Brexit: Trade envoys' views on EU 'irrelevant'
Former Cabinet minister Iain Duncan Smith has been accused of not understanding the role of trade envoys after he called for the removal of those who are against Brexit.
There are 20 MPs and peers from different parties who act as trade representatives abroad.
Mr Duncan Smith said it was "absurd" that this list should include "people who are viscerally opposed to Brexit".
Trade envoys have responded that Brexit is irrelevant to their work.
The former work and pensions secretary was commenting on the fact that some of the current trade envoys voted against the government during the passage of the bill which enabled the triggering of Article 50.
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He told the website BrexitCentral: "It is quite unacceptable and high time we appointed new people who believe that what we are doing is positive and full of new opportunity."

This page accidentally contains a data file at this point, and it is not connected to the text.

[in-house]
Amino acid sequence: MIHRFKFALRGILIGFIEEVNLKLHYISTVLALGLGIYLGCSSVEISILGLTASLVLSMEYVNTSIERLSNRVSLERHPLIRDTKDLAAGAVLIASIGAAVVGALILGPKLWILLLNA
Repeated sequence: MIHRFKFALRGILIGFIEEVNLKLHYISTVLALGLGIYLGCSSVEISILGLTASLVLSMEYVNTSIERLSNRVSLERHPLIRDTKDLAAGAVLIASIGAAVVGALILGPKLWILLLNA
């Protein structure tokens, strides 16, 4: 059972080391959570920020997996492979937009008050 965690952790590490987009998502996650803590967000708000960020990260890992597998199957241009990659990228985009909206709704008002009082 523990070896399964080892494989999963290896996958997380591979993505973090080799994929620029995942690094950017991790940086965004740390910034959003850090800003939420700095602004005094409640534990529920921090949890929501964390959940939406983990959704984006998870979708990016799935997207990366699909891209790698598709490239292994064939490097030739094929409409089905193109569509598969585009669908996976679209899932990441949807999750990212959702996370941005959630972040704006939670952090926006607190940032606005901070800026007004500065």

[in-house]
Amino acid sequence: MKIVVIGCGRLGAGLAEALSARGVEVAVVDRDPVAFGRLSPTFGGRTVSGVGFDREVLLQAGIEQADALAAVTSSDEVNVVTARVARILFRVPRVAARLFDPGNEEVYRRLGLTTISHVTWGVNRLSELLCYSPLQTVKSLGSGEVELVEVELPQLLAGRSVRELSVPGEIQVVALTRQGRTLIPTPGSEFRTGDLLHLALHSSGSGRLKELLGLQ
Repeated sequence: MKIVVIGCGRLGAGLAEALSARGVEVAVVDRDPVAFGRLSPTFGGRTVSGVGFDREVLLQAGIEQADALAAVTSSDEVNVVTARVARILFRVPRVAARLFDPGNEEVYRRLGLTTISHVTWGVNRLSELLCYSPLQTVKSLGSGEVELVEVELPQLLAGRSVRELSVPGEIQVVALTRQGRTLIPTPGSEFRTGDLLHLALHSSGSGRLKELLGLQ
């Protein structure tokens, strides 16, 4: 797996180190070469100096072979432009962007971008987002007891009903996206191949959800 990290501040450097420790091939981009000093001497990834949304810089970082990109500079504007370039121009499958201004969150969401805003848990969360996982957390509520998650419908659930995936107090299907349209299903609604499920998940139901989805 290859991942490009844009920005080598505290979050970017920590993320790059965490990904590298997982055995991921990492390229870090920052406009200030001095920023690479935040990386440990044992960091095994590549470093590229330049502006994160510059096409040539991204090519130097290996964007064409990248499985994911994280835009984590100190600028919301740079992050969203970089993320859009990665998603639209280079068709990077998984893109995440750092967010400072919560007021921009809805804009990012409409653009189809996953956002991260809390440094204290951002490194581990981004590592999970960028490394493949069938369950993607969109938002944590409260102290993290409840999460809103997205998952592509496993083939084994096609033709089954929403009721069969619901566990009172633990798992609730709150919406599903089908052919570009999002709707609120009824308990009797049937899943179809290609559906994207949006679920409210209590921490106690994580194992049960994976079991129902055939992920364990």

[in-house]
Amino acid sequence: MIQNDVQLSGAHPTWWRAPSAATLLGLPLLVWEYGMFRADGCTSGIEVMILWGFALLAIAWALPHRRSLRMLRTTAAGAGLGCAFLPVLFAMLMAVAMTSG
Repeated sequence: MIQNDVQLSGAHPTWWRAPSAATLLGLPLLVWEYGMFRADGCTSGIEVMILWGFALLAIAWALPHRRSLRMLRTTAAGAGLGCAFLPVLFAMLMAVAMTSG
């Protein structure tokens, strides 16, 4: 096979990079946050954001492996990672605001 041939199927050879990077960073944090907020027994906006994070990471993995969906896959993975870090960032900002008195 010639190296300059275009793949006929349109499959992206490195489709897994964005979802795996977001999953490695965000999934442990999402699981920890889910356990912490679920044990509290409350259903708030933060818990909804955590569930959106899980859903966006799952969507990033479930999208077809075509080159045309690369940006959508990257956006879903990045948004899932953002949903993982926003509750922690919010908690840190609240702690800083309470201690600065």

But one of the envoys in question - Lib Dem Baroness Northover, who represents the UK in Angola, told the BBC: "He seems to have misunderstood the role of the UK's trade envoys."
She added: "We worked to increase trade before the referendum, and we continue to do so now... Where we stand on the referendum is irrelevant."
The envoy to Oman, Conservative former defence minister Lord Astor of Hever, said he and his colleagues were "doing a huge amount of work around the world, but we'd be doing this whether or not we are in the EU".
He specified that Brexit "hasn't been mentioned" in his interaction with Oman.
He stressed that, like Iain Duncan Smith, he wants to "follow the will of the people in leaving the EU".
A government spokesman said: "The trade envoy programme is a cross-party network of parliamentarians from both Houses whose role is promoting trade and investment between the UK and overseas markets.
"The voluntary roles are appointed by the prime minister and all envoys bring a wealth of experience to help support British businesses in growing and succeeding internationally."
The programme was set up in 2012 under David Cameron to help the UK build links with markets where there is less ministerial engagement, usually developing countries.
The BBC understands all the envoys recently received a letter from the international trade secretary, Liam Fox, confirming they would continue in their roles and the government sees their work as "crucial".